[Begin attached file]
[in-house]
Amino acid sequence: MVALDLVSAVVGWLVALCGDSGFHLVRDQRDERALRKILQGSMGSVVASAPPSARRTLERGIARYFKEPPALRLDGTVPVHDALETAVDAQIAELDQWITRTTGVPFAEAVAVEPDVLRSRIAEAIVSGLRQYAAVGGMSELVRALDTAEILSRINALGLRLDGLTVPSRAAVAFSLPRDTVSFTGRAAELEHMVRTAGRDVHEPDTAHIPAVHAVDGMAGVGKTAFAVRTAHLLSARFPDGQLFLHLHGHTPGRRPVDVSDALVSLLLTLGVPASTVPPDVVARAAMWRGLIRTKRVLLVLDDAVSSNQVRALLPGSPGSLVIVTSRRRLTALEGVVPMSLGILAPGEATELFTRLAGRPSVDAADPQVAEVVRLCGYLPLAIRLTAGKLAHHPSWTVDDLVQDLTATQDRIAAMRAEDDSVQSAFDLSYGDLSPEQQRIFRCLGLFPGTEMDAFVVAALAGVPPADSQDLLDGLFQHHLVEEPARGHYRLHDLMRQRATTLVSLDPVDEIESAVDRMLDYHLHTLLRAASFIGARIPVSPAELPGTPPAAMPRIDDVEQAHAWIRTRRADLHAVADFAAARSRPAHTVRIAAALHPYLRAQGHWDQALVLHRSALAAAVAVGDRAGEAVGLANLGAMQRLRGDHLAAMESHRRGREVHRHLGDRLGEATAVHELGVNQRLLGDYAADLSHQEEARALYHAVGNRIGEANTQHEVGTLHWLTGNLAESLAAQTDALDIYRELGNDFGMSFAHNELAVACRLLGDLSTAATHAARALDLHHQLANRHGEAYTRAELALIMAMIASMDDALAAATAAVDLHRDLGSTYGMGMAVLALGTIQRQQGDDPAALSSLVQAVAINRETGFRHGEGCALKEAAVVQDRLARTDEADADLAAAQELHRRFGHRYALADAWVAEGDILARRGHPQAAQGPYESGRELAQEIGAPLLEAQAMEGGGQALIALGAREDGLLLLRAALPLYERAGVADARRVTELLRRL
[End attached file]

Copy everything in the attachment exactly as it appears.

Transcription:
[in-house]
Amino acid sequence: MVALDLVSAVVGWLVALCGDSGFHLVRDQRDERALRKILQGSMGSVVASAPPSARRTLERGIARYFKEPPALRLDGTVPVHDALETAVDAQIAELDQWITRTTGVPFAEAVAVEPDVLRSRIAEAIVSGLRQYAAVGGMSELVRALDTAEILSRINALGLRLDGLTVPSRAAVAFSLPRDTVSFTGRAAELEHMVRTAGRDVHEPDTAHIPAVHAVDGMAGVGKTAFAVRTAHLLSARFPDGQLFLHLHGHTPGRRPVDVSDALVSLLLTLGVPASTVPPDVVARAAMWRGLIRTKRVLLVLDDAVSSNQVRALLPGSPGSLVIVTSRRRLTALEGVVPMSLGILAPGEATELFTRLAGRPSVDAADPQVAEVVRLCGYLPLAIRLTAGKLAHHPSWTVDDLVQDLTATQDRIAAMRAEDDSVQSAFDLSYGDLSPEQQRIFRCLGLFPGTEMDAFVVAALAGVPPADSQDLLDGLFQHHLVEEPARGHYRLHDLMRQRATTLVSLDPVDEIESAVDRMLDYHLHTLLRAASFIGARIPVSPAELPGTPPAAMPRIDDVEQAHAWIRTRRADLHAVADFAAARSRPAHTVRIAAALHPYLRAQGHWDQALVLHRSALAAAVAVGDRAGEAVGLANLGAMQRLRGDHLAAMESHRRGREVHRHLGDRLGEATAVHELGVNQRLLGDYAADLSHQEEARALYHAVGNRIGEANTQHEVGTLHWLTGNLAESLAAQTDALDIYRELGNDFGMSFAHNELAVACRLLGDLSTAATHAARALDLHHQLANRHGEAYTRAELALIMAMIASMDDALAAATAAVDLHRDLGSTYGMGMAVLALGTIQRQQGDDPAALSSLVQAVAINRETGFRHGEGCALKEAAVVQDRLARTDEADADLAAAQELHRRFGHRYALADAWVAEGDILARRGHPQAAQGPYESGRELAQEIGAPLLEAQAMEGGGQALIALGAREDGLLLLRAALPLYERAGVADARRVTELLRRL